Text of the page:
For instance, GoblinRaset, a past guest on the podcast, has a very under-rated post on The Consortium Forums about crafting green-level Blacksmithing gear as a way to fish for Blue procs.  If you're not familiar, there is a full set plate 384 gear that Blacksmiths can make, and 10% of the time, you'll make a rare-quality ilvl 415 version of the item.  These are ideal for folks who want to level their alts as painlessly as possibly while not breaking the bank.  GoblinRaset in that post, suggests how to setup TSM to handle this - crafting the greens, fishing for blues, and De'ing / vendoring the Greens that didn't proc.

And this is a cool idea.  On many servers, it's an untapped market.  But I'm gonna pick on GoblinRaset for a minute here because he and I bros, and suggest a potential improvement.  I call it demand-based rebalancing.  Often, in stable markets of items that share a set of materials, some of those items still have a higher market value than others.  Usually this is because these sell more often.  If we were to take a raw average of all these items to calculate our profit potential, then, we'd arrive at a conservative estimate.  This is because the higher profit items sell in greater volume than the lower profit items.  If you were crafting once and leaving the market, a raw average is fine.  But if you're there to stay, you'll be restocking, hopefully with TSM, as needed, up to a set stock threshold.  The items selling faster will be restocked more often - you'll make more of them because you'll sell more of them.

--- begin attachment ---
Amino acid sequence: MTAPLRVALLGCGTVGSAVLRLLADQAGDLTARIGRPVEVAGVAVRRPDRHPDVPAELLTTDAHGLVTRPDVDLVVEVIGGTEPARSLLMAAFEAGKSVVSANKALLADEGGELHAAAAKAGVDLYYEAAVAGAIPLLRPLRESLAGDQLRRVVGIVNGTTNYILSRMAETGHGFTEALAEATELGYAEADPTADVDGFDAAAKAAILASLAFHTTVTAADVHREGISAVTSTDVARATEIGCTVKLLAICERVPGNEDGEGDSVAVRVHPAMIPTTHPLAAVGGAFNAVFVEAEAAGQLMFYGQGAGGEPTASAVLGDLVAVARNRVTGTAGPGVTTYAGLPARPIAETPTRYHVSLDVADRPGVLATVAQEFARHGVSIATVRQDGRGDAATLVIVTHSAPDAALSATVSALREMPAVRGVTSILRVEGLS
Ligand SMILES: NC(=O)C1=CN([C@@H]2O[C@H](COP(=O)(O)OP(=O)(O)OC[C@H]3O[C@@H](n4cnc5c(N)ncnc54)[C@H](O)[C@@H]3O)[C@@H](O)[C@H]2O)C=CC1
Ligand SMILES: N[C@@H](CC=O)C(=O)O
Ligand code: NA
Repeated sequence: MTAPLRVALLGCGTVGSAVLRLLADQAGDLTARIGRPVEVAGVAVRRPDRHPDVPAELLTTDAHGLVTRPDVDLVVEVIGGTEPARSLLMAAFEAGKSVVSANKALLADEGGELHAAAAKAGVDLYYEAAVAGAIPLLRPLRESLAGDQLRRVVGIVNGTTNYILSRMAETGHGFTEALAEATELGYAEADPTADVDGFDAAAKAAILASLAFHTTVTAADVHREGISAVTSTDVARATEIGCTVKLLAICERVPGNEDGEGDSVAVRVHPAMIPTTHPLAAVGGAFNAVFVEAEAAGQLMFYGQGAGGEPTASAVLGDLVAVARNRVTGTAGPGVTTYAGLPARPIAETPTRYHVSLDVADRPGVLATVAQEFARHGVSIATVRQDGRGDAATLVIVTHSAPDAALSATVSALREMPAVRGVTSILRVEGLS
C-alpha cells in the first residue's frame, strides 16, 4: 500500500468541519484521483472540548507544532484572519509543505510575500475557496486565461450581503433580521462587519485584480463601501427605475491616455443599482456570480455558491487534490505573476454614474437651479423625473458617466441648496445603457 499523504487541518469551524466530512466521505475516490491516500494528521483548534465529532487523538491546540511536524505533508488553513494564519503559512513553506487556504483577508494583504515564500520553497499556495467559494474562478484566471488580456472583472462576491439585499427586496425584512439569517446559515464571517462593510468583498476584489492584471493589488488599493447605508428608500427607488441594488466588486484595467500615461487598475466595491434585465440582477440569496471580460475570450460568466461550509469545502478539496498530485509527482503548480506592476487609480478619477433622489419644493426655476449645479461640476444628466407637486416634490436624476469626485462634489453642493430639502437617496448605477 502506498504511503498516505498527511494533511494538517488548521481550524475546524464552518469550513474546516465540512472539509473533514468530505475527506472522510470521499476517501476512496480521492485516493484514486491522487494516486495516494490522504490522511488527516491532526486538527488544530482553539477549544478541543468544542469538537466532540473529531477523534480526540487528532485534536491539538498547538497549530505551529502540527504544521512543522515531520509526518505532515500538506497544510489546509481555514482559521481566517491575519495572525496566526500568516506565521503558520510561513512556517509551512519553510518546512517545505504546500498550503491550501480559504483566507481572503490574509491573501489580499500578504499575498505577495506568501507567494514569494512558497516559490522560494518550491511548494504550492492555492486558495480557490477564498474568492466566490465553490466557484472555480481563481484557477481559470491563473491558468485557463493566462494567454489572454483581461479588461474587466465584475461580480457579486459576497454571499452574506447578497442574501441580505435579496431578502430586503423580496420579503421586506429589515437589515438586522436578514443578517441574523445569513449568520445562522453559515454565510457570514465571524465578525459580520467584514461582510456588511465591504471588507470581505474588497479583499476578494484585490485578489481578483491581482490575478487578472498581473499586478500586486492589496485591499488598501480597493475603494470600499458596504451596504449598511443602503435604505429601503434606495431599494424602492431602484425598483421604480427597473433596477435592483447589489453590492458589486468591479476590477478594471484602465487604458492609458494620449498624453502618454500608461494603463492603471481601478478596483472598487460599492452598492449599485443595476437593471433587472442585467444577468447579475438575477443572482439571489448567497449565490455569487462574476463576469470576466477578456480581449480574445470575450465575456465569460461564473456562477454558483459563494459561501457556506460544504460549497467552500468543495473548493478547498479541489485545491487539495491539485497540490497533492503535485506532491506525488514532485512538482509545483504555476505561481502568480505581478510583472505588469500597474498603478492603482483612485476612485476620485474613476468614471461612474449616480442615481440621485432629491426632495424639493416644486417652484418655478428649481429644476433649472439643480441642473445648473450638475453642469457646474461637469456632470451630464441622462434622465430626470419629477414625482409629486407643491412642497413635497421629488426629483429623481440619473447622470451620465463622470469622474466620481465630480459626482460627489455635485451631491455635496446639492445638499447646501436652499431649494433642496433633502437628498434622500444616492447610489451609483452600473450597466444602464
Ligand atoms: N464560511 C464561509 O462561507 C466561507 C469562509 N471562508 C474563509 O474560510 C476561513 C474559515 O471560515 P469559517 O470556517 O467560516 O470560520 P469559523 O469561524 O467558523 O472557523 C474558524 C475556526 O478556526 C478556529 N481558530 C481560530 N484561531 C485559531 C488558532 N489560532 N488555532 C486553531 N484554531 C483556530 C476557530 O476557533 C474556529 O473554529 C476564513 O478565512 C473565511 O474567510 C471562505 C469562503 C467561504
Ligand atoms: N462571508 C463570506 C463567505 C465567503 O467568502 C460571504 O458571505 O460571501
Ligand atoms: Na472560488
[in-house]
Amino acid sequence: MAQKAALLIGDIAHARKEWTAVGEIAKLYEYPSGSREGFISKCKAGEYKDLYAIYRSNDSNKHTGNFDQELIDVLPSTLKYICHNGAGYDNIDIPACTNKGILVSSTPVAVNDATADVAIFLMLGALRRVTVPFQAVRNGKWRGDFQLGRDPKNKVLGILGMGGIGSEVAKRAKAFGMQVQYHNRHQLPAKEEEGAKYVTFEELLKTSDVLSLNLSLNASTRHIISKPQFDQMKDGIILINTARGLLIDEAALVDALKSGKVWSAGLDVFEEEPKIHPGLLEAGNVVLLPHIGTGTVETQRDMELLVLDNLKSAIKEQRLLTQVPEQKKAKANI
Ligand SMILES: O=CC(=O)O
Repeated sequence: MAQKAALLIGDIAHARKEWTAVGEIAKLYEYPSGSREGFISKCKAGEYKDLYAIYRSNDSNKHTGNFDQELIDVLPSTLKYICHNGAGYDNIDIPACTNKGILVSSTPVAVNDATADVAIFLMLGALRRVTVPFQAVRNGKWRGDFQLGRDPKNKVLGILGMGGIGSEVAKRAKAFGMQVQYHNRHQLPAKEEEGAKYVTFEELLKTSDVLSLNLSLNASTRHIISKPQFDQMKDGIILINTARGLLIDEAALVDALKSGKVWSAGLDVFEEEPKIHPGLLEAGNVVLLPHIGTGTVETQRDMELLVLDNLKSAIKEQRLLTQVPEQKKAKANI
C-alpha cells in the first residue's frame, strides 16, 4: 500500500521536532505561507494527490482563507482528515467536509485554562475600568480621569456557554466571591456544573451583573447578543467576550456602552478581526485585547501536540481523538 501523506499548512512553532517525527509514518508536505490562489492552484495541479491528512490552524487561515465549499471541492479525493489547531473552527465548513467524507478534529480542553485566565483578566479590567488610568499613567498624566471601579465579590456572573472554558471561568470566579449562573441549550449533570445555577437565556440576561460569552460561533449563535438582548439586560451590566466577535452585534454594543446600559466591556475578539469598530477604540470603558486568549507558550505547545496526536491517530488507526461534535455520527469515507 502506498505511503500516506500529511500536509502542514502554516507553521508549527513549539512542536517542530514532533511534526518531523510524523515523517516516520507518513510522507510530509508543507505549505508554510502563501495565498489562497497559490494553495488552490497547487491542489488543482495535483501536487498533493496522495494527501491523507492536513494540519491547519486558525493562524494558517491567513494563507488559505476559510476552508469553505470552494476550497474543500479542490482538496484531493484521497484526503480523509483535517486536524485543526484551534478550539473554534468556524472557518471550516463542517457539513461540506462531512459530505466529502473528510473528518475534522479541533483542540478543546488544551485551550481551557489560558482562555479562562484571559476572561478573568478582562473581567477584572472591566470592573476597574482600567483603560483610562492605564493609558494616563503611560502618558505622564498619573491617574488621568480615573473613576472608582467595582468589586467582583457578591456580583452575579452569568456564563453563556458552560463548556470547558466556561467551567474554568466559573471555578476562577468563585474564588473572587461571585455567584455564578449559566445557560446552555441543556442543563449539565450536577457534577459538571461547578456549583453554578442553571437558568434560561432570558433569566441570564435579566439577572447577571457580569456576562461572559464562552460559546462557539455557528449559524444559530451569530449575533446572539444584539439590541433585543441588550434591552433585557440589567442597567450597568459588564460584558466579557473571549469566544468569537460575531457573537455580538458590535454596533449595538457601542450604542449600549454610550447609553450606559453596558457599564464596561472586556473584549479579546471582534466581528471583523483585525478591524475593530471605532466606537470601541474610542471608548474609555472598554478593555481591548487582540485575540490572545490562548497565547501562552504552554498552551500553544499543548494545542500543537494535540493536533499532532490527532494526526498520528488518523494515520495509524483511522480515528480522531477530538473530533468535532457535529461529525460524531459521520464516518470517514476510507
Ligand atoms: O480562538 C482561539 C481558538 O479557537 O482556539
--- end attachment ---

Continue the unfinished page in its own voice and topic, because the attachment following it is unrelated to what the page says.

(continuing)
Then how do you account for this?  TSM has some neat functions that leverage your TSM accounting data, but that's only useful if this is a market that you've blanketed for some time.  But, since these recipes and items have been in the game since MoP launch, they're also within Wowuction's data.  There are, of course some limitations to using Wowuction's old auction data, but it is generally safe to use to evaluate the relative speed at which items in the same market sell.  With a spreadsheet, we could use the Demand #s from Wowuction to figure out what percentage of sales out of items in this market we can expect to see for each individual item.

For instance, we might see numbers like 0.10 for 7 of the 8 item slots, and 0.30 for the 8th (let's say - boots).  Then we know that boots are selling fast.  If those 7 yield a 40g profit, each, and the 8th yields a 160g profit, then we can figure the average profit for this market, rebalancing for demand is:

7*(0.10*40) + 1*(0.30*160) = 76

That is, you can expect to make 76g per piece sold, in the aggregate.  This may seem misleading as no individual piece will yield a profit of 76 gold, but aggregate profits are very useful when we consider advanced AH strategies, including vertical monopolies - a topic that I will address in detail in a future blog post.  In any case, this type of analysis is not available currently, outside of a spreadsheet.

Hopefully, this has given you an idea of the kinds of things you can do with a spreadsheet and why the best goldmakers use them often.  It's possible to arrive at the same actions blindly via luck, faith, gut feelings, or even stubbornness, but you can arrive at them more quickly, more efficiently, and more confidently - with a spreadsheet.

3 comments:

  1. EDITOR's NOTE: Kathroman USED to make liberal use of spreadsheets and now makes liberal use of spreadsheet-esque web-based resources.

    P.S. This has NO bearing on Stede's point and probably didn't even need to be pointed out...

    ReplyDelete
    Replies
    1. No it's really good to note because we've collaborated before on some of both. Ideally, a web-based resource eliminates the need for Excel, which is something a lot of folks don't have.

      In the meantime, I may spend a few hours playing around with Open Office to see what I can do there. But, if it looks too daunting, I will be sticking with Excel :)

      Delete